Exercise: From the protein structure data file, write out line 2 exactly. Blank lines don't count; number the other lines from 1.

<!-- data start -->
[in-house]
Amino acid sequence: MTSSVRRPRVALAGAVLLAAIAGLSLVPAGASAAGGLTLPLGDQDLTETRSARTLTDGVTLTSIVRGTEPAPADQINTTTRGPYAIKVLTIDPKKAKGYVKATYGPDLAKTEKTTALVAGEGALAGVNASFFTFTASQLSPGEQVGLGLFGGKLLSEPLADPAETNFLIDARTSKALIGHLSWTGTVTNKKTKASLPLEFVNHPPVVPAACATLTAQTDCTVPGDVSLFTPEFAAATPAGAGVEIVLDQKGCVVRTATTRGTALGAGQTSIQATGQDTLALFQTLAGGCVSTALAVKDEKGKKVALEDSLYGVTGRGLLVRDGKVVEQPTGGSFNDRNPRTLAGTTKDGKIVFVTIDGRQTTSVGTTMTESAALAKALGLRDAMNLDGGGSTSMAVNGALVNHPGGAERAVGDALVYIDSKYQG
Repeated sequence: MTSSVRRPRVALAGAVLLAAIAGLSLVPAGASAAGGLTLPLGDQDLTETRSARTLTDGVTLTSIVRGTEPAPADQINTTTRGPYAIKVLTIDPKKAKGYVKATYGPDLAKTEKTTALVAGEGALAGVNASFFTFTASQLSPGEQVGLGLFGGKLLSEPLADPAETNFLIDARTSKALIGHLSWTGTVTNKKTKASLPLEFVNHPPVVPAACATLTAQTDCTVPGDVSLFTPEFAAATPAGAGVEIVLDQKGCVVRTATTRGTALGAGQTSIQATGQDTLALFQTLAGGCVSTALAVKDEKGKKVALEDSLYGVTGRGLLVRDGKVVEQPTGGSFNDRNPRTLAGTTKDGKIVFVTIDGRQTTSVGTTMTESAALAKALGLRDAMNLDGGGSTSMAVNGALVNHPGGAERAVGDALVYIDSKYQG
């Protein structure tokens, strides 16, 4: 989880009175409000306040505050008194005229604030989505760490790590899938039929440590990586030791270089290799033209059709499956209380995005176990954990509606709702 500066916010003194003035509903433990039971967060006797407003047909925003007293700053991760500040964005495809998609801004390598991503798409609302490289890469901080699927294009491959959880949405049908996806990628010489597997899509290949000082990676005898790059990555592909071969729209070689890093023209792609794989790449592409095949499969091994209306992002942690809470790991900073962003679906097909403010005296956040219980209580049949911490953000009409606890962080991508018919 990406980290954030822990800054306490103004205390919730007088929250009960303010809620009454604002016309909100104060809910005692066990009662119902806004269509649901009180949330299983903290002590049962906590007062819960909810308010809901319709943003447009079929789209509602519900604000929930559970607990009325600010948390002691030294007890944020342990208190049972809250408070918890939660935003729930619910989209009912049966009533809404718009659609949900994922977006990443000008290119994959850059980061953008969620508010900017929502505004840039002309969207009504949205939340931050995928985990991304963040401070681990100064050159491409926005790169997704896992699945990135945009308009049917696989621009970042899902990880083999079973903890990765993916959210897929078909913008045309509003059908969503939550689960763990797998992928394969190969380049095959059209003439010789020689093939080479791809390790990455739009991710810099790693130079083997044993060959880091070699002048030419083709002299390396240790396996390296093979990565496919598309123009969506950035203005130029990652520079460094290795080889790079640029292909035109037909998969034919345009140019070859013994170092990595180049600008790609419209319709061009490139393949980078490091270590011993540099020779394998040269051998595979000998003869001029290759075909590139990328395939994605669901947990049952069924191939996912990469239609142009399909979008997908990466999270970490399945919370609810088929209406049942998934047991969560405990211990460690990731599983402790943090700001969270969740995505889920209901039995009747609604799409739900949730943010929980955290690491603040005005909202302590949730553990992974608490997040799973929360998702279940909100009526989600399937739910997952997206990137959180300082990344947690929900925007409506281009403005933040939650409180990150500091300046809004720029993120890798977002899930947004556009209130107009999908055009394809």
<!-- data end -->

Amino acid sequence: MTSSVRRPRVALAGAVLLAAIAGLSLVPAGASAAGGLTLPLGDQDLTETRSARTLTDGVTLTSIVRGTEPAPADQINTTTRGPYAIKVLTIDPKKAKGYVKATYGPDLAKTEKTTALVAGEGALAGVNASFFTFTASQLSPGEQVGLGLFGGKLLSEPLADPAETNFLIDARTSKALIGHLSWTGTVTNKKTKASLPLEFVNHPPVVPAACATLTAQTDCTVPGDVSLFTPEFAAATPAGAGVEIVLDQKGCVVRTATTRGTALGAGQTSIQATGQDTLALFQTLAGGCVSTALAVKDEKGKKVALEDSLYGVTGRGLLVRDGKVVEQPTGGSFNDRNPRTLAGTTKDGKIVFVTIDGRQTTSVGTTMTESAALAKALGLRDAMNLDGGGSTSMAVNGALVNHPGGAERAVGDALVYIDSKYQG